Posted in Pedagogy, Virtual Book Club

Teach Like a Pirate by Dave Burgess

I read Teach Like a Pirate: Increase Student Engagement, Boost Your Creativity, and Transform Your Life as an Educator by Dave Burgess because it was recommended by several people, but I must admit, I had to force myself to finish it. As I read the introduction, I was thinking that the author certainly was passionate and enthusiastic but he wasn’t saying anything new. As I read on, I became more and more annoyed.

toy pirates looking at a globe
flickr photo by pasukaru76 shared under a Creative Commons (CC0) license

That’s not to say that there are no good ideas in this book. The word “pirate” in the title is actually an acronym for the elements of Burgess’ teaching style: Passion, Immersion, Rapport, Ask and Analyze, Transformation, and Enthusiasm. This seems promising, but it soon becomes clear that he equates teaching with entertainment. Most of the book describes how he presents content in creative ways. I will agree that there’s a show biz side to teaching and acting lessons could help some teachers, but I don’t believe that good teaching is only about presenting information in entertaining ways. Throughout the book Burgess refers to teachers as “presenters” and students as “audience.” In fact, the word “present” (and its other forms) appears 94 times in the book. His approach is so  teacher-centric it makes me cringe. In the Advanced Tactics chapter he actually says, “Nothing is more powerful than a master teacher standing before a class of students orchestrating the learning experience.” I know many effective (and powerful) educators who design learning opportunities where they quietly inspire and coach students without ever standing in front of them in an attempt to orchestrate their learning.

I also had a hard time with Burgess’ arrogant and condescending tone. He says one of his primary goals is to create a buzz on campus about him and his classes. In the chapter titled “Transformation” he says, “I am always shooting to have the most talked about class on campus and the conference session with the most buzz. That goal isn’t about ego, it’s about effectiveness.” This sounds a lot like ego to me. When he describes how he conducts his classes in the first three days of school, he talks about playing music as students enter because, “It is an audible reminder that they are entering a different world… my world.”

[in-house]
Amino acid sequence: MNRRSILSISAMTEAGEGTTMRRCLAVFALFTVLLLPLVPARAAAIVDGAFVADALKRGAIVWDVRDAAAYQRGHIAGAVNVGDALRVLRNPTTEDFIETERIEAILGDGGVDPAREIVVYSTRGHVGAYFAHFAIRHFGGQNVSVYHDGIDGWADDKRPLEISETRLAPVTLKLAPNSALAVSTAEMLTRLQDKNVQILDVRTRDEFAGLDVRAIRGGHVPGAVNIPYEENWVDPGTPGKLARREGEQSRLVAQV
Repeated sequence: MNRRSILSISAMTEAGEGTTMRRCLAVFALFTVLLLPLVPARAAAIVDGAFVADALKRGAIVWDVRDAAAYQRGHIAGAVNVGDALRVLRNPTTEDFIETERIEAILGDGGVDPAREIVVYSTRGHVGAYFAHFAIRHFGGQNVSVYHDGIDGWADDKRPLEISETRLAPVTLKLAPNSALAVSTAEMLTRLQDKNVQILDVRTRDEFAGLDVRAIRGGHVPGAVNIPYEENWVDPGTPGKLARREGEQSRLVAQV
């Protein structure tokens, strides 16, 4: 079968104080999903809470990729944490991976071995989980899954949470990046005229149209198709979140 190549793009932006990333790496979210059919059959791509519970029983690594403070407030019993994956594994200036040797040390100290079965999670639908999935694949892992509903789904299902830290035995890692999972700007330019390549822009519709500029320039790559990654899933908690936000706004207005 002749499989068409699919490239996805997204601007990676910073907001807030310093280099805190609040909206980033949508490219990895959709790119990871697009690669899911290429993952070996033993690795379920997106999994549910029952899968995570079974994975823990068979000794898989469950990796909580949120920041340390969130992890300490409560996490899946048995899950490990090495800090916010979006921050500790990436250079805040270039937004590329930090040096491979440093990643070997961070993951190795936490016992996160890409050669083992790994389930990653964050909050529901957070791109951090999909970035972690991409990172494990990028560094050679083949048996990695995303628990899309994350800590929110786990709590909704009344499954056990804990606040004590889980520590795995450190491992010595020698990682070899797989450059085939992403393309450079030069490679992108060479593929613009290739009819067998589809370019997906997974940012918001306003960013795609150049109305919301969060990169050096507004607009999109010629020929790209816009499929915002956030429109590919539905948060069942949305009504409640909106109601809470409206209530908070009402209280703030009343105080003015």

He does offer some interesting ideas that he calls “hooks” as ways to present content more creatively and to make the presentation more memorable. These lists may be a useful resource for teachers who are looking for fresh ideas, but most of them seem to have been chosen for their entertainment value more than for their pedagogical effectiveness. He ends the book with some thoughts that I can agree with, including the fact that not everything you try will work 100% of the time, but that shouldn’t keep you from taking a risk and trying something new.

So, if you have read this book and love it (as many people seem to) I challenge you to use the comments to help me understand its appeal. Do you think a teacher must be entertaining to be effective? Is attention the same as engagement? I’d really like to hear from anyone who was inspired by this book to change their practice. Did it make a difference? How do you know?